Don’t Carry a Lazy Man’s Load

Thoughts on Carrying a Lazy Man’s Load

I’m guilty of it. Been guilty of it most of my life. That was proven again today when I was unloading my work truck and tried to bring everything in the house in one load. Just as I got in the kitchen, my iPad slid out from my armload of books, papers, and mail. I knew I’d cracked the screen once it hit the tile floor.
Trying to make one big load instead of two sensible loads led to breaking my iPad. I had no one to blame but myself. I was carrying a Lazy Man’s Load.  It’s defined as trying to do too much at one time and often results in disasters like my drop.
If I could live my life over, I’d carry less Lazy Man Loads. I’d slow down some, not try to carry or do everything.
I’d say no more, while still saying yes to the things that really matter.
The myth of multi-tasking is just that. It’s a myth. Our mind is made to focus on one thing at a time. In western society, we pride ourselves on how many things we can (try to) do at once.
We don’t leave any room for margin in our lives. We don’t step away and return with a clearer big picture.  My recent trip to The Appalachian Trail was about that. I purposely went solo. I needed time alone in nature, walking in the mountains and getting closer to the Lord.  On about the third day of the trip, as my mind untangled and thoughts flowed, I prayed, “Lord, I want to feel your presence more on this trip. I need to pray more.”
In my heart of hearts, I believe God’s Spirit said, “Then why don’t you just shut up, walk, and listen.”
I was reminded that prayer isn’t me doing all of the talking. It’s also about listening, and that’s what I did for the remainder of the trip. I listened and looked and felt God’s presence in everything around me.
And I came back more determined than ever not to invest the remaining days of my life abstaining from carrying a Lazy Man’s Load.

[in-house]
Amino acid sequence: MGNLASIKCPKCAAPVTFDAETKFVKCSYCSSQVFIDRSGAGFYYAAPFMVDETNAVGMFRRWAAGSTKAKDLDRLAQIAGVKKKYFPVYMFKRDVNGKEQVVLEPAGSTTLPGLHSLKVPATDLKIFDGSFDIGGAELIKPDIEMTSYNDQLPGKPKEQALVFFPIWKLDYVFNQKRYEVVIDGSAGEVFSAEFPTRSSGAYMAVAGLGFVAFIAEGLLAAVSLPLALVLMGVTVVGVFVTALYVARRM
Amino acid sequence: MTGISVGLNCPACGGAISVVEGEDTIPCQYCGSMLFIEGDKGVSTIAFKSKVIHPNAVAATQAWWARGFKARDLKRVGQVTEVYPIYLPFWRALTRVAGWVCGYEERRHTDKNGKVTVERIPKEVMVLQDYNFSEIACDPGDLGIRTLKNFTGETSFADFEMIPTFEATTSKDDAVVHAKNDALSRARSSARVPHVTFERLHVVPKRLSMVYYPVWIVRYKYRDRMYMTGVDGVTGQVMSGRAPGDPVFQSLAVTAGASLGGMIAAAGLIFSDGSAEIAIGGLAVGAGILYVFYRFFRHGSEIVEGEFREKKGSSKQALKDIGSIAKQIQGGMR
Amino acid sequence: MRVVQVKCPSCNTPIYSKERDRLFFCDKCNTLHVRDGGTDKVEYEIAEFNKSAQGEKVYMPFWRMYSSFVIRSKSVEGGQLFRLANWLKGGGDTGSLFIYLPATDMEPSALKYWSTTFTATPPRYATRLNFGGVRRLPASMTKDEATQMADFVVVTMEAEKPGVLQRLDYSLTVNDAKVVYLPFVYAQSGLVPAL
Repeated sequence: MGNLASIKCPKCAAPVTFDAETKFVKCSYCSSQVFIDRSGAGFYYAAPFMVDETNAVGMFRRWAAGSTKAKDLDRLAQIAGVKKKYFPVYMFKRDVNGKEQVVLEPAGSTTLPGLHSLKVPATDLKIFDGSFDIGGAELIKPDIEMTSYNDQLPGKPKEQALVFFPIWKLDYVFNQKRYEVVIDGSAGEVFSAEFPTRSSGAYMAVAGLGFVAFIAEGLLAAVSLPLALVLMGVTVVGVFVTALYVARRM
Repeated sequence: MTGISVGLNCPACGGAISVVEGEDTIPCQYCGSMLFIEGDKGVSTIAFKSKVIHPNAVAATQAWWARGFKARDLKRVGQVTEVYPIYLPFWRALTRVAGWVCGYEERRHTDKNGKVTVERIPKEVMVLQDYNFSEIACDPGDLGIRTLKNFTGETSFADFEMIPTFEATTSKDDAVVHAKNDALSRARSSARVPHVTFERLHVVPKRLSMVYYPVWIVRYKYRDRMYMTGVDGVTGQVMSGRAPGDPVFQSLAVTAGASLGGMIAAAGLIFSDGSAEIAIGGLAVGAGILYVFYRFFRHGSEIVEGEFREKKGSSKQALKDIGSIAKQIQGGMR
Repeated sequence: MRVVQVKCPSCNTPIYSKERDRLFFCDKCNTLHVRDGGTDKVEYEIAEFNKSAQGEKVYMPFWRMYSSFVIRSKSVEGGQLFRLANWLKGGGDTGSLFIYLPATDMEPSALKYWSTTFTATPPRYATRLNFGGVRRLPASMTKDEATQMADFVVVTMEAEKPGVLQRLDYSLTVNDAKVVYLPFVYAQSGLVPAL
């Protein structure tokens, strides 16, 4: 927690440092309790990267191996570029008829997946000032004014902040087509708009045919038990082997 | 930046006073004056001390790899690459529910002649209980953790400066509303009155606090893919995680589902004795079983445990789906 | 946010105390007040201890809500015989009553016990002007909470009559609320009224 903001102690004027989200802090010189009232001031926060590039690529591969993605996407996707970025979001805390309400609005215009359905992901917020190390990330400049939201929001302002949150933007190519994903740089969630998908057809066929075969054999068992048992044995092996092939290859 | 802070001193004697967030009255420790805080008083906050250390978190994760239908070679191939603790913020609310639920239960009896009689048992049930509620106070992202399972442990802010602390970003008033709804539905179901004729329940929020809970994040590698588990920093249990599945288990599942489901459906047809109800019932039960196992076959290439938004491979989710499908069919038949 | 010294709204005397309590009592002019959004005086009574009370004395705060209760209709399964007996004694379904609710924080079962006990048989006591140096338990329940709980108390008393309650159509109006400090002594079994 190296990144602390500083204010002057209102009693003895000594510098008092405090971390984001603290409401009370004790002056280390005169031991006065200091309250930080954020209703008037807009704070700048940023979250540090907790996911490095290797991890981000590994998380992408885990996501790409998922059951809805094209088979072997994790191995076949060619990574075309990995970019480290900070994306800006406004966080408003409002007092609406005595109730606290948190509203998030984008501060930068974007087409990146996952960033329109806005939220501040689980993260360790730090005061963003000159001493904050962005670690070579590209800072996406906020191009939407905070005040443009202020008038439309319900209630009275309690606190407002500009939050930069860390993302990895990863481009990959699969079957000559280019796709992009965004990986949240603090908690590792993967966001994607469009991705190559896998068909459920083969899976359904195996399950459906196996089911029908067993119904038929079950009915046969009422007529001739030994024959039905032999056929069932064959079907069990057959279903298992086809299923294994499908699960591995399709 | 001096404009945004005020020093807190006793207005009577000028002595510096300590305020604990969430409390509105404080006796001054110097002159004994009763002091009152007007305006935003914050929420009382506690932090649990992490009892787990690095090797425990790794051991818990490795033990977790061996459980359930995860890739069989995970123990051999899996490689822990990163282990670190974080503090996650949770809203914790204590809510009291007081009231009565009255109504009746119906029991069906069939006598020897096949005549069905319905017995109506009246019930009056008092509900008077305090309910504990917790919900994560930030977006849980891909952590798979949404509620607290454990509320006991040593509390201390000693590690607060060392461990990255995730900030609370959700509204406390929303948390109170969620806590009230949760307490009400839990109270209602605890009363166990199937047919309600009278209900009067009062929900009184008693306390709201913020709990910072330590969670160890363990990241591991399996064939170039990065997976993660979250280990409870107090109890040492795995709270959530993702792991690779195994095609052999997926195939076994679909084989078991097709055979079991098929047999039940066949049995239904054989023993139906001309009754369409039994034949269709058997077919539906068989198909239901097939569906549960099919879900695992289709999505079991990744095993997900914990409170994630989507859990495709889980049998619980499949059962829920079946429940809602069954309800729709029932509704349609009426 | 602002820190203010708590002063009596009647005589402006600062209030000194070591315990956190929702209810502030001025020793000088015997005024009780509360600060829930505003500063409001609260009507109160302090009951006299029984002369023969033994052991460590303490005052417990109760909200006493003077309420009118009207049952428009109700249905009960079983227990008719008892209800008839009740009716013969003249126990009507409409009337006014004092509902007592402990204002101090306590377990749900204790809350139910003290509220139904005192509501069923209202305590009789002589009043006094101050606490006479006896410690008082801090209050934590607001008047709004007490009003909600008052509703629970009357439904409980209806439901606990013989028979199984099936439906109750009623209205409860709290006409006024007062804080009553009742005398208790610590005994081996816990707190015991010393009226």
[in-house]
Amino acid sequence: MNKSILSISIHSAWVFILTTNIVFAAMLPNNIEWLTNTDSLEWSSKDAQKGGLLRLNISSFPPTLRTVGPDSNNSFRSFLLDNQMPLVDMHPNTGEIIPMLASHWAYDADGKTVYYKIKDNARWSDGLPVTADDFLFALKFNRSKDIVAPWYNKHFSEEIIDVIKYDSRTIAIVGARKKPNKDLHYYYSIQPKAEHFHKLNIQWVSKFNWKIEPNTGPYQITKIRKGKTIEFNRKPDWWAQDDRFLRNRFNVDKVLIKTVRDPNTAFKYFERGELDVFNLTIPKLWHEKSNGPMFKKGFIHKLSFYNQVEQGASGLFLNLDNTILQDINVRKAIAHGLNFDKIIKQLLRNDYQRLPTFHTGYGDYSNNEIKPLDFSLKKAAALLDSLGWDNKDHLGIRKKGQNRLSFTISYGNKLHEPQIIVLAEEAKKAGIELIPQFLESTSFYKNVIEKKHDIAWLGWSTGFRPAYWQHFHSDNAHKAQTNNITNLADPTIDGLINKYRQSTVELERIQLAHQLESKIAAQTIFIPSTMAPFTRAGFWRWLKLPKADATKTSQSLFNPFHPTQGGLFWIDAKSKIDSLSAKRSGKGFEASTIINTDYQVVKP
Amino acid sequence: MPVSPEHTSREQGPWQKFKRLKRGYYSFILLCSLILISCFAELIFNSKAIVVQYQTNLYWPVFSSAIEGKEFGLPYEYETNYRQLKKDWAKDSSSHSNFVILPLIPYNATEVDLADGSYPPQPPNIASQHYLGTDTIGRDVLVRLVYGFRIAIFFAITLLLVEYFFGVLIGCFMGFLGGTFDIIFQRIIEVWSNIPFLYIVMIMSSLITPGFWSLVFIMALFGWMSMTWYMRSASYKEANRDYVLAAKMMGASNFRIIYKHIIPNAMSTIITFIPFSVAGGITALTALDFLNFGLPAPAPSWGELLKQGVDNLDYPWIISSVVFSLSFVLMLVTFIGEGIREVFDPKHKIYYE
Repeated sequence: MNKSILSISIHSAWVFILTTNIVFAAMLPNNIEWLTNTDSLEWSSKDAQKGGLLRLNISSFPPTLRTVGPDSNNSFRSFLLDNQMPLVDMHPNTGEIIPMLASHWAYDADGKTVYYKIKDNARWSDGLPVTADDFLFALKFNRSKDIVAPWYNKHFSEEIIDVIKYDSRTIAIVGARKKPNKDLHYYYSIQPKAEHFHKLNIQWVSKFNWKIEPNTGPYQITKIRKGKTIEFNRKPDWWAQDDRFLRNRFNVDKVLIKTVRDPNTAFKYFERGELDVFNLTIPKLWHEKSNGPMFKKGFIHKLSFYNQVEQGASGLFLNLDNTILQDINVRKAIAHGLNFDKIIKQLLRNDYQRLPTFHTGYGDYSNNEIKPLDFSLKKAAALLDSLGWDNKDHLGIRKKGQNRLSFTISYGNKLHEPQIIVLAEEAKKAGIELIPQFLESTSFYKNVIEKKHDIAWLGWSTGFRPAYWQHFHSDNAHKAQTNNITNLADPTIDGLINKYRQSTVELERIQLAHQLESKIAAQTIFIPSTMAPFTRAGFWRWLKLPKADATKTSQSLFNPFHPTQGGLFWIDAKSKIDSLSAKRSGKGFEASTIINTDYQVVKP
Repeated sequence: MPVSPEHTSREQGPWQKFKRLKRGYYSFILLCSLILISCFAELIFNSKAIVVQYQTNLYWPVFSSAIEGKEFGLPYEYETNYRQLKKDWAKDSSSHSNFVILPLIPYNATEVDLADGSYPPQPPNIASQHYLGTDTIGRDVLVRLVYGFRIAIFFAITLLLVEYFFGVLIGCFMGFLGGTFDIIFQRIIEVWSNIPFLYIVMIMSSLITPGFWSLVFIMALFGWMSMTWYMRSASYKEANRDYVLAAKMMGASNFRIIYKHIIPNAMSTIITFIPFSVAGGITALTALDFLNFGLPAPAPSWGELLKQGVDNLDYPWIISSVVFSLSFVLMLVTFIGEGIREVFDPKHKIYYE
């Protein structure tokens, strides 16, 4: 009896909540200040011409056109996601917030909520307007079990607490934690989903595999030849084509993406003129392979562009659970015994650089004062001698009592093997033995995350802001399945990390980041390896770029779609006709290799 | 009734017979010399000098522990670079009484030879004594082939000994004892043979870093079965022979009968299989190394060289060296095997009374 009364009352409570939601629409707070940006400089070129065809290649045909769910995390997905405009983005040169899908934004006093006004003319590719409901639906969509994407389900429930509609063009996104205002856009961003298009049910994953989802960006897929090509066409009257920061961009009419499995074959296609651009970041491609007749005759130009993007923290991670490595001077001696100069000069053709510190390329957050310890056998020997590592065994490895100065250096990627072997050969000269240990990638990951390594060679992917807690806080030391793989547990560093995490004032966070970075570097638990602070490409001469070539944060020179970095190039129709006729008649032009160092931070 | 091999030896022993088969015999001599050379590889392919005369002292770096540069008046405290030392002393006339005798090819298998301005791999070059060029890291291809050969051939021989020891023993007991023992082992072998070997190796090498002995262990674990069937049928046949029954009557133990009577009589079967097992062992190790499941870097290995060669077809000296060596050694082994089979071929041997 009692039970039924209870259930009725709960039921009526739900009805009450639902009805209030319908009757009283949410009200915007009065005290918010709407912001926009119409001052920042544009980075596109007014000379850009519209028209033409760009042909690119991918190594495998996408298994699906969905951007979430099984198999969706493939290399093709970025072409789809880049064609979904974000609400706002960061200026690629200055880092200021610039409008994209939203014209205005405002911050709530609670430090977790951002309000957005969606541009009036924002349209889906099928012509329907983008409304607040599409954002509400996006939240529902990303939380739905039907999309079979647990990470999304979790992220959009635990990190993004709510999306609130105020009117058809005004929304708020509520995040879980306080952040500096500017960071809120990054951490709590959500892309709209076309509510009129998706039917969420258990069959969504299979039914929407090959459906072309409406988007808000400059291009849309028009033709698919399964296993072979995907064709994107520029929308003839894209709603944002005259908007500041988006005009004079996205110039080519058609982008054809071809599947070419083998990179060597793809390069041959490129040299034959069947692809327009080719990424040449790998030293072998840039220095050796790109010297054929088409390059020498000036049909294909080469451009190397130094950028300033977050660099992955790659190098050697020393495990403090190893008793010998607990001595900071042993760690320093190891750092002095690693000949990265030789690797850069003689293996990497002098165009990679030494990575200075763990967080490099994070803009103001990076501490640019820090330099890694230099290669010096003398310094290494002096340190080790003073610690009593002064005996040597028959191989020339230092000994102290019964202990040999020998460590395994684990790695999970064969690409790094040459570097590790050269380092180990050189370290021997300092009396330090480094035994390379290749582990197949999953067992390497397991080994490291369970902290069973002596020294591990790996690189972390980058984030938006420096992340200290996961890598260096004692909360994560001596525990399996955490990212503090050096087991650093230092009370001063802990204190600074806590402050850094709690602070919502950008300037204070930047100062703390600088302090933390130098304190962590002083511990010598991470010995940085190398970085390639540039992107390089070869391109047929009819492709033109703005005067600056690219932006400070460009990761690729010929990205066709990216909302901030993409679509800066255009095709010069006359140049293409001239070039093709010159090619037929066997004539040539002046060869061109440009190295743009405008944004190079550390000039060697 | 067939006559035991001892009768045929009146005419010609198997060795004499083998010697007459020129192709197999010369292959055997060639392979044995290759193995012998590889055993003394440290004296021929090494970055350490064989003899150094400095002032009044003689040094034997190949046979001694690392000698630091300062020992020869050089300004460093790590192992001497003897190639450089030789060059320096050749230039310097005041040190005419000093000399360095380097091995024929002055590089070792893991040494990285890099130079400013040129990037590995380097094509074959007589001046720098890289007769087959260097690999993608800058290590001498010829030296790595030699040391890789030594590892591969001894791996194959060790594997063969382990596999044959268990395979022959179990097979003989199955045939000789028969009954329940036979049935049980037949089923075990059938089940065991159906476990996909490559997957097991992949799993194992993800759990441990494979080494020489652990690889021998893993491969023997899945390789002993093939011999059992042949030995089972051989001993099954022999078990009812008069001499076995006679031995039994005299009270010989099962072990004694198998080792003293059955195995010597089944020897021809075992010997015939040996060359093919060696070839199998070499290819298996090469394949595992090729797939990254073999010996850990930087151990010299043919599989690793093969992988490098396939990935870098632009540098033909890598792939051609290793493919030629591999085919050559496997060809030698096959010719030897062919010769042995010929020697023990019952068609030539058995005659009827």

What I’m reading

Triggers by  Marshall Goldsmith. A fine book on how people can change their behavior.
In the Place of Justice by Wilbert Rideau.   I listened to the audiobook on my drive to the Georgia hike. Like Rideau himself, the book is controversial but a must-read by anyone in SW Louisiana and beyond. From my boyhood, I’ve followed the case of Rideau, who killed a bank teller and shot two others in 1961.  Julia Ferguson, Rideau’s victim, was a sister of Lloyd Bushnell of Dry Creek.
In the Shadow of Statues by Mitch Landrieu.   Another controversial book, this one by the mayor of New Orleans. It is more of a memoir of how Landrieu grew up and developed his views on race and more.   Another must-read for Louisiana readers.
Ahead of the Curve by Brian Kenney.     A contrarian’s view on the game of baseball and how it should be played.
Ain’t There No More: A coffee-table-sized book about Louisiana’s disappearing coastline.
Going back to my Lazy Man’s Load theme, Essentialism by Greg McKewon, has the theme of “Less is Better.” A book I return to again and again.

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